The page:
Yesterday, there was talk of near agreement on 11 states.

When talking about 11, the provinces would be named by the respective provincial authority (assembly) itself. If we go for seven or eight, then the names would be based on mixed identity. The agreement was on that much. Some friends from Congress and Maoists and ourselves sat down and talked about a possible 11-state model.

While the party is talking about multiple identity states, the Janajati caucus, among others, which includes UML CA members, have decided on single ethnicity provinces as produced by the State Restructuring Commission. They have even threatened to defy party whips.

In this entire constitution-drafting process, the caucus’ within the CA have been a cause for many problems. There are two/three factors that have led to this situation. One is that during the Maoists’ “People’s War”, whichever ethnic group they (the Maoists) sought to gain support from, they went on promising all groups their own states in an irresponsible, conflict-waging way. Second, because of our weaknesses, external elements also played their part in igniting this fire, treating Nepal as an experiment or testing ground for outside forces. Third, because of our feudal past, the inequality and prejudice faced by some groups has resulted in this situation. As far as the caucus’ not agreeing with the party decisions, anyone who understands politics should know that a person is proclaimed a candidate through the party’s election manifesto, according to the decision of the party, he/she becomes a parliamentarian candidate and then to talk about whether or not a whip is enforceable is absolute rubbish! That’s why if a responsible party worker or politician chooses to go against party decision, then the party will take action.

Is there a common point in the federalism discourse?

The point of agreement is on the fact that states cannot be carved on the basis on single ethnicities. We can be flexible on numbers when the first clause is accepted—no hard and fast on that. But the worry is that in Nepal, till date, we haven’t even been able to build one central parliament house, enough minister quarters, or give minimum facilities for ministers, and in such a situation, when do we intend to have assembly houses in each state if there are so many? When will the people’s wishes for roads and hospitals and health posts be fulfilled? Surely, it’s not just about making a chief minister of a certain ethnicity. Ultimately, Nepal is a country of minority people. We want to push for not that many states for this reason. But we can compromise a bit on the numbers if it is accepted that multiple identity states will be formed. That is the parameter.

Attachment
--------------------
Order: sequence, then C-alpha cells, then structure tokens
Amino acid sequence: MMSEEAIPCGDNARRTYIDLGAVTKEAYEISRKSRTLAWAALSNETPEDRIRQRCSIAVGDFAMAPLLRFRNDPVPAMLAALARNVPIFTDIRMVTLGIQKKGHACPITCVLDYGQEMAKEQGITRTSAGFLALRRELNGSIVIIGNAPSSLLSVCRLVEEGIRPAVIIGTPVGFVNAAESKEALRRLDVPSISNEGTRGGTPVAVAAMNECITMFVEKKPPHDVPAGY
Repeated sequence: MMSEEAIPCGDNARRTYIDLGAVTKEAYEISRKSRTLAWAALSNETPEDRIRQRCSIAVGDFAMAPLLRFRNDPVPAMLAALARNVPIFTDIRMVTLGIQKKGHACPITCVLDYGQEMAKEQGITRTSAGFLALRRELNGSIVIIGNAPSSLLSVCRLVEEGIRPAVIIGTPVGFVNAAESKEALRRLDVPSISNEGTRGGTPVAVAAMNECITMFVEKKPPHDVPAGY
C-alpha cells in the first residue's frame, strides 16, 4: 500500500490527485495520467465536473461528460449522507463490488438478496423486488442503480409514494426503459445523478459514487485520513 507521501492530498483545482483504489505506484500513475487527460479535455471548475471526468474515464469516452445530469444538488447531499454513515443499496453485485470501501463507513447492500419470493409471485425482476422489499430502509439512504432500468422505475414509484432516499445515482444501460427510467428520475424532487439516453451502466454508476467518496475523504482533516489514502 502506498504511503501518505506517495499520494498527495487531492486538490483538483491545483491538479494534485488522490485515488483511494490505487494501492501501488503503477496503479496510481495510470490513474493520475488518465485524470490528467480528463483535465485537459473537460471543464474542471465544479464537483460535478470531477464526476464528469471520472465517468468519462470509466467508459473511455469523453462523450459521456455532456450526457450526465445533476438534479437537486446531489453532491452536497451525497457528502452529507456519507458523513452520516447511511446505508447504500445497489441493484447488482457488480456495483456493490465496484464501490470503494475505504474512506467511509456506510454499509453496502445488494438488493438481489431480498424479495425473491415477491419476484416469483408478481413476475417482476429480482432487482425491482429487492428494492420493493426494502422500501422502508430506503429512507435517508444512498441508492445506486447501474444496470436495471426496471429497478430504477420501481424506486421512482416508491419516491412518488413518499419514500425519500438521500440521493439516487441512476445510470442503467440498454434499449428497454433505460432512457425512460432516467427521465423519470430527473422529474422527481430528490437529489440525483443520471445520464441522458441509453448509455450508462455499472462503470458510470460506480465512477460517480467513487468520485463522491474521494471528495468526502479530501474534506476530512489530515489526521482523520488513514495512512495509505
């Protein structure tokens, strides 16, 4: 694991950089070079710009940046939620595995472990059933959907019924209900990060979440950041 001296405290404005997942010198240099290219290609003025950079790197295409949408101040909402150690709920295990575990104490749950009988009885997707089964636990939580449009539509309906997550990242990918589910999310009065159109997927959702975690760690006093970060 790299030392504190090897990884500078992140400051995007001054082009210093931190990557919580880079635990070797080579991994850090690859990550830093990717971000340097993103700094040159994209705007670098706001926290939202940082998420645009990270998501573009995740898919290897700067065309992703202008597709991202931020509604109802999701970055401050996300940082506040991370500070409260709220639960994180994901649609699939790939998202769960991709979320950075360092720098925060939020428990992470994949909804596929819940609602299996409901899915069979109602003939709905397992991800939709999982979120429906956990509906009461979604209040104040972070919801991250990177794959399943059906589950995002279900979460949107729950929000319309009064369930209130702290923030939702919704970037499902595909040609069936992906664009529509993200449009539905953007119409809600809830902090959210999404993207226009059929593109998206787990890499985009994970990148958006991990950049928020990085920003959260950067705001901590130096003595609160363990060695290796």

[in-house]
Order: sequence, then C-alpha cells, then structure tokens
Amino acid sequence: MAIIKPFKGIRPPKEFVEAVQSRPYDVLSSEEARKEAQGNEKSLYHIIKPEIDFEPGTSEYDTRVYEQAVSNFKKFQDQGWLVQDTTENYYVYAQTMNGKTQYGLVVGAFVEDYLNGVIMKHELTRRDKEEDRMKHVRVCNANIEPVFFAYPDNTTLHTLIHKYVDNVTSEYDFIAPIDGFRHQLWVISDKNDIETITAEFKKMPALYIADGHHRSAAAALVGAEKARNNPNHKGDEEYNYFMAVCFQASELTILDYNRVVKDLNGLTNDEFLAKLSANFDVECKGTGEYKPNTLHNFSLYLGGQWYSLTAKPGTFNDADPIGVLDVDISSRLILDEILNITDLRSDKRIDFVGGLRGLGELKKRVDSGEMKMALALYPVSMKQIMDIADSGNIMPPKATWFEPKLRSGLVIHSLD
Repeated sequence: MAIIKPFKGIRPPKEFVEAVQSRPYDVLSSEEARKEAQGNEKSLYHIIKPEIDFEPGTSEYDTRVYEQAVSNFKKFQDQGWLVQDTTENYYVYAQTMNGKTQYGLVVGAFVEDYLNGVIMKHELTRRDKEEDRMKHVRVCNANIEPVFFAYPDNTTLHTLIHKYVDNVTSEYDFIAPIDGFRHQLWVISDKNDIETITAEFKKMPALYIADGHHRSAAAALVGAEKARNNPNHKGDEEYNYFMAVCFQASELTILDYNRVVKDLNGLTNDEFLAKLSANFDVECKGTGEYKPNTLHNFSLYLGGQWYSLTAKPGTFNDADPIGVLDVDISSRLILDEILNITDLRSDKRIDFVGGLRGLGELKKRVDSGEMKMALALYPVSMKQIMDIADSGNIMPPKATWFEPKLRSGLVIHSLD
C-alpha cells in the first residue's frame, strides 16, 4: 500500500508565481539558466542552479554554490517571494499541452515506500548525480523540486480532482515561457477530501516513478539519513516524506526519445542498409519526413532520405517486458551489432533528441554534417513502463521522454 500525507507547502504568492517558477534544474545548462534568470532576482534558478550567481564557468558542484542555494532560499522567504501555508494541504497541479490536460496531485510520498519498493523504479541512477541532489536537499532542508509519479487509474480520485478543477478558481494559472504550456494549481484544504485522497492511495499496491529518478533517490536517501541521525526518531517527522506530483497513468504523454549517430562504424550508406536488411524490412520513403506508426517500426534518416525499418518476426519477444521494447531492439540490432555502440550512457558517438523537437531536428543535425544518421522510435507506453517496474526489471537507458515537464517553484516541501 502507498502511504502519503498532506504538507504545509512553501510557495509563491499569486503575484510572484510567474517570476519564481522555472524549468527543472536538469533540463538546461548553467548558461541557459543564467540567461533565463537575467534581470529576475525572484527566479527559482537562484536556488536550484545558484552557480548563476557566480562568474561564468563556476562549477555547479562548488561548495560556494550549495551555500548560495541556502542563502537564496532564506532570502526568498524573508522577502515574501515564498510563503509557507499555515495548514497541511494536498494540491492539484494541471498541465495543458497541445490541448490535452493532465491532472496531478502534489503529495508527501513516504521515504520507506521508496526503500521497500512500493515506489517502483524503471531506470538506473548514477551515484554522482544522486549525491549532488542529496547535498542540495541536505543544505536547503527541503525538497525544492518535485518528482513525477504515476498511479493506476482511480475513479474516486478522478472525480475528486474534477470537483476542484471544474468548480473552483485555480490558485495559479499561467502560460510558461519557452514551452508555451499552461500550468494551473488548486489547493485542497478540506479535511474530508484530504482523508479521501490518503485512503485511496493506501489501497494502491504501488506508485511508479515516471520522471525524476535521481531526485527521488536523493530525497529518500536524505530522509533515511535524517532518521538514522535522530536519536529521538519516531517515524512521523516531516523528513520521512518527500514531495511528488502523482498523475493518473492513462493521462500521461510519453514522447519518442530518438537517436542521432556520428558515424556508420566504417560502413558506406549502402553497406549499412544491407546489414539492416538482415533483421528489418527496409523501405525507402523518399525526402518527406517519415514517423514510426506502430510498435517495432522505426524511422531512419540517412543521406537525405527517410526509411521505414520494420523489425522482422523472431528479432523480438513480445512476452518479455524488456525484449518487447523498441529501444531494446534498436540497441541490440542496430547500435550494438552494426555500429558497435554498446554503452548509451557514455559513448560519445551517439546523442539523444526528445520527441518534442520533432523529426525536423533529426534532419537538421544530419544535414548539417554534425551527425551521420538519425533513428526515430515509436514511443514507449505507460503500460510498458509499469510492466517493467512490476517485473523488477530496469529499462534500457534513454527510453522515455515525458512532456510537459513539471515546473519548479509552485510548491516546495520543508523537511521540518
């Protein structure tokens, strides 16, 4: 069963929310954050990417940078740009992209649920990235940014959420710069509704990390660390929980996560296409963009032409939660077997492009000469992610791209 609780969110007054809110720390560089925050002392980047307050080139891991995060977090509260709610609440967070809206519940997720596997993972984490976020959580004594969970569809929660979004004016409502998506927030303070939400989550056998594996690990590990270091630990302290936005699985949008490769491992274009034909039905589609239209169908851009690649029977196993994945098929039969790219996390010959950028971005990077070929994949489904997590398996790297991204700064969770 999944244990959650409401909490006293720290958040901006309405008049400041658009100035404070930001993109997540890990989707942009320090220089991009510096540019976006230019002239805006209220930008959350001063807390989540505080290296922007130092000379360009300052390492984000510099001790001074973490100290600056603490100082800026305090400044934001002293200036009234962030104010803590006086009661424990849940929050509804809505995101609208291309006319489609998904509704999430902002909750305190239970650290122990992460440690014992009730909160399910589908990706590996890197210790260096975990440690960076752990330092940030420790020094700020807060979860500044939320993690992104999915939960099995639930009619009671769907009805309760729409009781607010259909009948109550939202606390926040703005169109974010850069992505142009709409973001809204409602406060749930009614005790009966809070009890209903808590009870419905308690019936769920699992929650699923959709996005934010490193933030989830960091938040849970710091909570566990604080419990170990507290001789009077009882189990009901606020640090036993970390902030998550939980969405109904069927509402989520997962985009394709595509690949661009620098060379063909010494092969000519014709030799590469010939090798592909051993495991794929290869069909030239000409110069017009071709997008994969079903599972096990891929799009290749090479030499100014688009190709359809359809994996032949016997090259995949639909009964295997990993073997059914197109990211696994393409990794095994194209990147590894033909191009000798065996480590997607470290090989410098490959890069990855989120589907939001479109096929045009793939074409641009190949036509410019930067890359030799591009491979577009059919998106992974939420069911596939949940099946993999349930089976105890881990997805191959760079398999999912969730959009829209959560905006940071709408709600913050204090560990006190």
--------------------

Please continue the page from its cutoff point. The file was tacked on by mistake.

The other important issue is forms of government. What is the UML’s stance?

Our firm decision on this is directly-elected prime minister and ceremonial president. That’s our formal decision and it’s based on the two problems seen in Nepal’s political history: authoritarianism and instability.

In terms of forms of governance, how to mitigate these two occurrences needs to be addressed. Also, what needs to be considered is how to incorporate social diversity in governance. Erosion has been characteristic of parliamentary politics. For example, the potential and capability of the people’s representatives today are like that of ‘C’ class development workers. They aren’t focussed on the formation of laws, policies and plans. Instead, he/she works in the capacity of a ‘c’ class development worker, focussed on transfers, promotions and bagging development projects in their districts. The result is that our laws and policies are not organised and in place—and it is this that needs to be addressed in deciding the new form of governance. That’s our stance.

Are others willing to comply?

We realise that some compromise is necessary too. Let’s hear what others have to say. If we go for directly elected president, it’s likely that social diversity won’t be represented. And according to world trends, the likelihood of authoritarianism arising is high. Likewise, the problem with a mixed model is that there will be dual power centres. So we should focus on reforming parliamentary practices.

There are two weeks left, is a framework constitution likely by the deadline, or are the parties going to ask for an extension?

An extension is a bad idea. Whatever is left over, the legislative parliament can handle. It’s almost become ritual to reach consensus and strike deals in the dead of night at the last moment and I imagine that this will happen again. I believe we will have a constitution by the deadline.